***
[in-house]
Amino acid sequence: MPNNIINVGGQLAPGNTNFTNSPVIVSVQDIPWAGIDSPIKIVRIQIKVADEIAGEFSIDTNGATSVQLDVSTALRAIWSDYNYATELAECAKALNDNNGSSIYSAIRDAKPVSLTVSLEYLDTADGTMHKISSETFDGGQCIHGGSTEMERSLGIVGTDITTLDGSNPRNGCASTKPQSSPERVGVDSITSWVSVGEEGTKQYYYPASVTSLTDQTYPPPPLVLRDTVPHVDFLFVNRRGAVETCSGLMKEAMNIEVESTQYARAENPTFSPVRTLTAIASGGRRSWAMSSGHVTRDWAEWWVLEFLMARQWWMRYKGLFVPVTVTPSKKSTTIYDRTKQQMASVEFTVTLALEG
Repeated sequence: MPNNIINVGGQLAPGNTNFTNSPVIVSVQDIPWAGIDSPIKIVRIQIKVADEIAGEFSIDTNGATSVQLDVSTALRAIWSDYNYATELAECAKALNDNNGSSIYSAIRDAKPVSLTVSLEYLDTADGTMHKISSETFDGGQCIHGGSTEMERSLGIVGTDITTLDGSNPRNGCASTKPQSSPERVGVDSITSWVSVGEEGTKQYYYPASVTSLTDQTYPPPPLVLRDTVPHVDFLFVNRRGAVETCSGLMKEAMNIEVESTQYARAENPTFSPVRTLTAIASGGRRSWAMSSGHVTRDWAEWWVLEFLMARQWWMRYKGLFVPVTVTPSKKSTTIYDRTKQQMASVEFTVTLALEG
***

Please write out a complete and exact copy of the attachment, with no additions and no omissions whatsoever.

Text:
[in-house]
Amino acid sequence: MPNNIINVGGQLAPGNTNFTNSPVIVSVQDIPWAGIDSPIKIVRIQIKVADEIAGEFSIDTNGATSVQLDVSTALRAIWSDYNYATELAECAKALNDNNGSSIYSAIRDAKPVSLTVSLEYLDTADGTMHKISSETFDGGQCIHGGSTEMERSLGIVGTDITTLDGSNPRNGCASTKPQSSPERVGVDSITSWVSVGEEGTKQYYYPASVTSLTDQTYPPPPLVLRDTVPHVDFLFVNRRGAVETCSGLMKEAMNIEVESTQYARAENPTFSPVRTLTAIASGGRRSWAMSSGHVTRDWAEWWVLEFLMARQWWMRYKGLFVPVTVTPSKKSTTIYDRTKQQMASVEFTVTLALEG
Repeated sequence: MPNNIINVGGQLAPGNTNFTNSPVIVSVQDIPWAGIDSPIKIVRIQIKVADEIAGEFSIDTNGATSVQLDVSTALRAIWSDYNYATELAECAKALNDNNGSSIYSAIRDAKPVSLTVSLEYLDTADGTMHKISSETFDGGQCIHGGSTEMERSLGIVGTDITTLDGSNPRNGCASTKPQSSPERVGVDSITSWVSVGEEGTKQYYYPASVTSLTDQTYPPPPLVLRDTVPHVDFLFVNRRGAVETCSGLMKEAMNIEVESTQYARAENPTFSPVRTLTAIASGGRRSWAMSSGHVTRDWAEWWVLEFLMARQWWMRYKGLFVPVTVTPSKKSTTIYDRTKQQMASVEFTVTLALEG